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In-Depth: Home sale prices continue to soar as inventory in Ohio remains at historic low

Average home sale price up 10% compared to 2020
Housing Market
Posted at 4:48 PM, Apr 07, 2021
and last updated 2021-04-07 18:30:53-04

LAKEWOOD, Ohio — Even with spring underway and more houses expected to hit the market, real estate experts say housing inventory remains at unprecedented low levels.

New data from the National Association of Realtors revealed pending home sales in February fell 10.6 percent compared to the same time a year ago.

As experts point out though, that number can be deceiving.

“Today, these are historic low inventory rates,” Seth Task, president of Ohio Realtors, told News 5. “I look in Cuyahoga County on an almost daily basis. Yesterday, there were 1,332 active listings in the entire county of single-family and condominium properties. That’s incredibly low. Even last year and two years ago when we thought inventory was low, those levels were 3,000 and 4,000 daily properties.”

Data from Northeast Ohio shows similar trends.

Here in Ohio, data from Ohio Realtors shows the average home sales price in February was about 12% higher compared to a year ago, which amounts to a $22,570 difference.

“A lot of people were able to save a lot of money over the past year,” Task added. “We’re seeing a lot of cash transactions."

Task also pointed to a lack of housing construction due to the great recession, as well as more millennial first-time home buyers and record low mortgage rates as some of the driving factors behind the current housing market.

14 offers in one weekend

Four years ago, Zach and Ella Clifford bought their first home in Lakewood, after putting in an offer about $10,000 under the asking price.

“We knew when we bought this house it wouldn’t be our forever home,” Ella Clifford said.

Fast forward to today, and the couple is in the process of moving out, after putting their home on the market last month.

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In 2017, Zach and Ella Clifford (pictured in 2017) bought their first home in Lakewood. In 2021, they're in the process of selling that same home for about $100,000 more than what they paid.

“Even though we were hoping we’d be here for a couple more years, this is the time to sell,” Ella Clifford explained.

It took just one weekend of showings for the couple’s realtor, Seth Task, to sell their home, which involved more than 70 showings.

“We ended up having 14 offers, it was crazy,” Ella Clifford said.

In the end, they accepted an offer of about $100,000 more than what they paid for the house back in 2017.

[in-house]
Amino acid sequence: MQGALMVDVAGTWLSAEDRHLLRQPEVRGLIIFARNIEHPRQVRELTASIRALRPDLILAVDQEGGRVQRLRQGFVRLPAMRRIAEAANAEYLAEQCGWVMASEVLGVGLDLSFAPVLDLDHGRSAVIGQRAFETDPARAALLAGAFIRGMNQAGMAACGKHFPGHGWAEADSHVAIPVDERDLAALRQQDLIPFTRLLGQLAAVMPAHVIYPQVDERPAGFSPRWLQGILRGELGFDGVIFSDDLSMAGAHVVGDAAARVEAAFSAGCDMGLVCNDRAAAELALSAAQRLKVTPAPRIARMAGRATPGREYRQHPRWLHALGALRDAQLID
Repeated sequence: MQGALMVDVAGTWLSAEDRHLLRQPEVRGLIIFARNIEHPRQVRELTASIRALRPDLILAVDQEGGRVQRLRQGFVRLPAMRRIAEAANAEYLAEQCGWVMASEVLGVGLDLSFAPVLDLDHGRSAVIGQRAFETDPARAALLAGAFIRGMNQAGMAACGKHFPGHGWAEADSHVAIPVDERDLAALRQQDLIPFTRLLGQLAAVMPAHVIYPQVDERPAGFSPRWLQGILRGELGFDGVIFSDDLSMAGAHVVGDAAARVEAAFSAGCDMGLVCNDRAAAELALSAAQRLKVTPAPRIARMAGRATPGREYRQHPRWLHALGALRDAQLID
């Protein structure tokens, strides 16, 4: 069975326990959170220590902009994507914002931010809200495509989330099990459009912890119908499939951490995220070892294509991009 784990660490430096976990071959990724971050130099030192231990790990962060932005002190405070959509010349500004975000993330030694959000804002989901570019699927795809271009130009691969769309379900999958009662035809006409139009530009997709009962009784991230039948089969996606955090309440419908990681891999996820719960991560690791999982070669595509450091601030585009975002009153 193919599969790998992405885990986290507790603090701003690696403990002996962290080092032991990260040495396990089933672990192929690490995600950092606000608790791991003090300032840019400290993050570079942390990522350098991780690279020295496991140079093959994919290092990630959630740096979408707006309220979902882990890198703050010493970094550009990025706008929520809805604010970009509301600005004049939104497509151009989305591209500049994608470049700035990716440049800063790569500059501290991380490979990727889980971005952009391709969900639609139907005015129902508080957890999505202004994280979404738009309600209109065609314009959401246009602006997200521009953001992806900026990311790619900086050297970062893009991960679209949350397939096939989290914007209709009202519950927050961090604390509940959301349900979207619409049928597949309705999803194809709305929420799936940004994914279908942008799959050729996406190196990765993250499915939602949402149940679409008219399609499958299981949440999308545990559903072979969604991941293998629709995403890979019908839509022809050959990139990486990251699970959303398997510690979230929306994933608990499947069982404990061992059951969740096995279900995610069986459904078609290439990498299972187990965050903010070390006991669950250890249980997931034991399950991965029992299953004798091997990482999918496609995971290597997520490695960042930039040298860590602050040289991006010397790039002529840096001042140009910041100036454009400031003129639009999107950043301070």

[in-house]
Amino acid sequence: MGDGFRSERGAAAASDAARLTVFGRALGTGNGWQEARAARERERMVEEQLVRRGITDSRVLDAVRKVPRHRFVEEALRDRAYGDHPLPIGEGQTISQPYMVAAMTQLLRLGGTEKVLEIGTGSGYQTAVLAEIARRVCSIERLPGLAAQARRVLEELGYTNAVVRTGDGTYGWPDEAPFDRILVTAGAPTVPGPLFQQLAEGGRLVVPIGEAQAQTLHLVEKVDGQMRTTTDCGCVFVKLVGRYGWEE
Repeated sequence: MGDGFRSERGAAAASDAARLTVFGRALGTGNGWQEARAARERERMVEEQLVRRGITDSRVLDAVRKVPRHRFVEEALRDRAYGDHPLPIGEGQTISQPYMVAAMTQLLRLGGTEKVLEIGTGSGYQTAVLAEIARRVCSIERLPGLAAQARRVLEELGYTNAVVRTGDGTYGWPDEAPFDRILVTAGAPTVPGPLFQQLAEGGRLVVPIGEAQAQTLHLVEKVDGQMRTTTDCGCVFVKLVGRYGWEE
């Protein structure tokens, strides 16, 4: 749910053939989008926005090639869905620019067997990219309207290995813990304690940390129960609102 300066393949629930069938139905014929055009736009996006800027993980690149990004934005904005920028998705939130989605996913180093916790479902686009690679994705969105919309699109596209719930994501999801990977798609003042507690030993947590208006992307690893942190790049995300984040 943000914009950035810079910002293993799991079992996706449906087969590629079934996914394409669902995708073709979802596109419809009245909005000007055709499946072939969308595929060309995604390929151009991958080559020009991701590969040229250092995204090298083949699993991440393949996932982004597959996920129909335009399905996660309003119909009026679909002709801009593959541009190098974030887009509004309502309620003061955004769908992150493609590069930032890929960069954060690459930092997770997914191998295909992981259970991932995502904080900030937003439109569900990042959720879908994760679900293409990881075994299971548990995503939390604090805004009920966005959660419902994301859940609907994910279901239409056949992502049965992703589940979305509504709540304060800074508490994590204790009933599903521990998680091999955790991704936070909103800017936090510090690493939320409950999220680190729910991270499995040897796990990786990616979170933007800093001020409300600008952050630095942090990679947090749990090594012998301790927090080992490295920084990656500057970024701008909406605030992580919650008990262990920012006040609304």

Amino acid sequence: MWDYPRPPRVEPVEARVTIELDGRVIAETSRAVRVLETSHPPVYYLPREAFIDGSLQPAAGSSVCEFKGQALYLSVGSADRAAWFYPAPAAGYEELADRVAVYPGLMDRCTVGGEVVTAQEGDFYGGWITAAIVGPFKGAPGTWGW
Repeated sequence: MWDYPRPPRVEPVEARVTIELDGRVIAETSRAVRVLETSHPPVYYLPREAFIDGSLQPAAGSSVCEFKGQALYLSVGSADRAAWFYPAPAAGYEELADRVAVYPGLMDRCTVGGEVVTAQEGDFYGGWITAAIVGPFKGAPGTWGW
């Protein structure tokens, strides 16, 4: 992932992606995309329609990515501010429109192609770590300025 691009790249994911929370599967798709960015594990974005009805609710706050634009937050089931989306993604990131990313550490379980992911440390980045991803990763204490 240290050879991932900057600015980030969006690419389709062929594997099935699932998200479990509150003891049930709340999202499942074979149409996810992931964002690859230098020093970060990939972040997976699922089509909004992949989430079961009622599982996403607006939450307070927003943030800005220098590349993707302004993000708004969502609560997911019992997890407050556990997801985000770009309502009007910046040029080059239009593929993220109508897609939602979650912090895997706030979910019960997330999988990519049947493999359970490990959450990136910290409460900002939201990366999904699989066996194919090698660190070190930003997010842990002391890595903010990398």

“Our realtor called us after the first night of showings,” Zach Clifford said. “He’s like ‘how much over asking do you think?’ And it kept going up and up. It was just wild to hear the numbers coming in.”

The Cliffords plan to put the money they made selling their Lakewood home toward projects at their home as their family continues to grow with their 3-month-old daughter.

“We’re just so thankful we decided to sell,” Ella Clifford said.

Help for those struggling to buy a home

In situations where multiple offers come in on a house, sellers typically pick the offer that increases their odds for a fast and easy close.

“A seller is going to take something with the least amount of risk, which is more cash or no appraisal contingency or no inspections,” Task said. “I honestly feel very bad for FHA (Federal Housing Administration loan) buyers and buyers that have 3-5 percent down. They’re losing in multiple offer situations of 20 or more offers.”

State Senator Theresa Gavarone, who represents Erie, Ottawa, Wood and parts of Lucas and Fulton counties, hopes to help level that playing field by proposing the First Time Homebuyers Savings Act.

The bill would allow first-time home buyers to open up a tax-deductible saving account for money to buy a home, with up to $5,000 for single tax filers and $10,000 for joint filers each year.

“I want people to achieve that American dream of owning a home,” Gavarone said. “With student debt and everything else going on, it’s hard to accumulate that lump sum for a down payment.”

Meanwhile, CHN Housing Capital, the lending arm of CHN Housing Partners, announced a new kind of mortgage, called The Believe Mortgage, which would address the lack of traditional home financing available to homebuyers of color, homebuyers with imperfect credit, and low-to-moderate income (LMI) homebuyers in Cuyahoga County.

“Homeownership is the largest generational wealth builder, and we believe homeownership should be within reach for every family,” said Kevin J. Nowak, chief executive officer of CHN Housing Capital, in a news release. “Here in Northeast Ohio, we have seen the reality that homeownership has not been within reach of every family, and we created CHN Housing Capital to solve that problem.”

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